So to sum up, I think the Bank of Canada is on firm legal ground. Furthermore, I also think the spirit of 18(j), a prohibition on financing the government, remains intact.

* The one security that Section 18(g)(i) deems to be off limits are instruments that "evidence an ownership interest or right in or to an entity." If I recall correctly refers to certain types of asset-backed commercial paper (ABCP).


  1. Also the recipient of the money in those transactions is not the government , it is the bond holders. ie the loans have already been made, the government has already been funded. Regarding independence, it could be argued that if the Banks entirety of assets is Government bonds then it has less independence.

    1. "Regarding independence, it could be argued that if the Banks entirety of assets is Government bonds then it has less independence."

      That's a fair argument. (I've made it before:

      The counterargument is that there is nothing safer or more liquid than a government bond. The corporate bond market is fragmented and illiquid, gold is volatile. A central bank can best preserve its independence by holding the safest most liquid assets.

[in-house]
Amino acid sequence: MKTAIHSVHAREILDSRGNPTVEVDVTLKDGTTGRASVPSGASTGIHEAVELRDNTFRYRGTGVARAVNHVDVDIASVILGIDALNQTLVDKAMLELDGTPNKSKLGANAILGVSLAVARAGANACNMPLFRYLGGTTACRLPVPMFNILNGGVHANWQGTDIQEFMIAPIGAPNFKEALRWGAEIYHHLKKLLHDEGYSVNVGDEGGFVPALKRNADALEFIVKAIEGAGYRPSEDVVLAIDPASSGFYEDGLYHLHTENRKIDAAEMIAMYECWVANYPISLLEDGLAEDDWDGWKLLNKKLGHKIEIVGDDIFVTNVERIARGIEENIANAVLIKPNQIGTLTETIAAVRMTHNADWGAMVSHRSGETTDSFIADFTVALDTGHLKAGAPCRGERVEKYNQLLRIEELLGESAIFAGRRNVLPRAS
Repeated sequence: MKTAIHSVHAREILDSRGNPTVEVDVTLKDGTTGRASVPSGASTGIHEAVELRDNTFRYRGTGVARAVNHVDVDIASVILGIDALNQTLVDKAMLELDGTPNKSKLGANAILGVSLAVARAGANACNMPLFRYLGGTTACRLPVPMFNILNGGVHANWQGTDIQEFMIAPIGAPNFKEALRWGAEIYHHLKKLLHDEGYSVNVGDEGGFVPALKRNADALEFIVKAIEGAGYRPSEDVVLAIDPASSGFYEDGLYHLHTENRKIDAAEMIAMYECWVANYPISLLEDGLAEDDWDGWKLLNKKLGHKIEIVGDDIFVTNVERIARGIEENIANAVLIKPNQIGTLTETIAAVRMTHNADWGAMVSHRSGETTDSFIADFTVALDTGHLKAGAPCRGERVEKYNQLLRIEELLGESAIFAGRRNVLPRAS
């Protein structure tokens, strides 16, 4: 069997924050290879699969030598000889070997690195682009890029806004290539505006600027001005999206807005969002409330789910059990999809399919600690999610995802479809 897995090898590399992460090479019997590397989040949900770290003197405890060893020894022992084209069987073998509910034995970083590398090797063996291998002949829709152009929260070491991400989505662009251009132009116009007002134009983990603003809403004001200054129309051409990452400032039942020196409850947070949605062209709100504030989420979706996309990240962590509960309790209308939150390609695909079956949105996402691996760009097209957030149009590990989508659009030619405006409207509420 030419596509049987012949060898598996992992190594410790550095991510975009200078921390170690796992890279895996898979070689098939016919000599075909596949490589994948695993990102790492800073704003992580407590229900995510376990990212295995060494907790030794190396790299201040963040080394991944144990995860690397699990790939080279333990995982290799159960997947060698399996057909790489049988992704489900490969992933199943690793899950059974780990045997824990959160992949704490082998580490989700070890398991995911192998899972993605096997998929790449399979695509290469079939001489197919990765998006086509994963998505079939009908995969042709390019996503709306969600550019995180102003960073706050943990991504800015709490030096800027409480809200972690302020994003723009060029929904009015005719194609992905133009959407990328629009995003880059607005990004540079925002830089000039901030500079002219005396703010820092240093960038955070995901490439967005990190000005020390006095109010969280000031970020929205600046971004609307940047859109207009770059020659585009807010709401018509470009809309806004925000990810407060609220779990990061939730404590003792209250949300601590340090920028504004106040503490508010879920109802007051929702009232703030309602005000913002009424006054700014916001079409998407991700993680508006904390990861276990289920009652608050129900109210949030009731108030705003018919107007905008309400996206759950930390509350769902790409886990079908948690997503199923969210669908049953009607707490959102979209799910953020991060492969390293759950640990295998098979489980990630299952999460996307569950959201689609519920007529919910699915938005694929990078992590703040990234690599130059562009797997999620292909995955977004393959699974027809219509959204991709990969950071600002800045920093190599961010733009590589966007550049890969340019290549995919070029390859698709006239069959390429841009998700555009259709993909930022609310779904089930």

2. Beyond legal issues, the way I see it is the Govt could issue short term bonds with two options: selling bonds to the CB or selling them to the public.
    If the public doesn't have demand for them, the Govt would have to offer higher rates. That would compete with the interbank rate which would go up and the CB would have to intervene to lower it.
    That would efectibly mean that the Govt would be financing the Govt indirectly. Let's suppose that the CB "printed" reserves to directly fund the Govt without any bond issuance. That would mean that when the Govt spends those reserves would "enter" the market lowering the interbank rate, and so the CB would have to sell bonds to intervene. That would mean that the Govt would have to pay interests to the public instead of paying them to the CB which ultimately return to the Govt as CB earnings.
    It doesn't matter which way the CB finances the Govt. The Govt actually has the "printer machine" one way or the other.

    1. "Let's suppose that the CB "printed" reserves to directly fund the Govt without any bond issuance. That would mean that when the Govt spends those reserves would "enter" the market lowering the interbank rate, and so the CB would have to sell bonds to intervene."

      Yes, that's right.

      But personally I would prefer the second scenario in which the central bank "prints" reserves by buying government bonds at a competitive auction.

      As you say, once the government spends its new reserves, the Bank of Canada has to sell bonds to support the interbank rate. But if the Bank didn't get any bonds in the first place from the government, then it doesn't have anything to sell. All it has is an illiquid IOU. On the other hand, if it has a standardized marketable bond, then its task is much easier.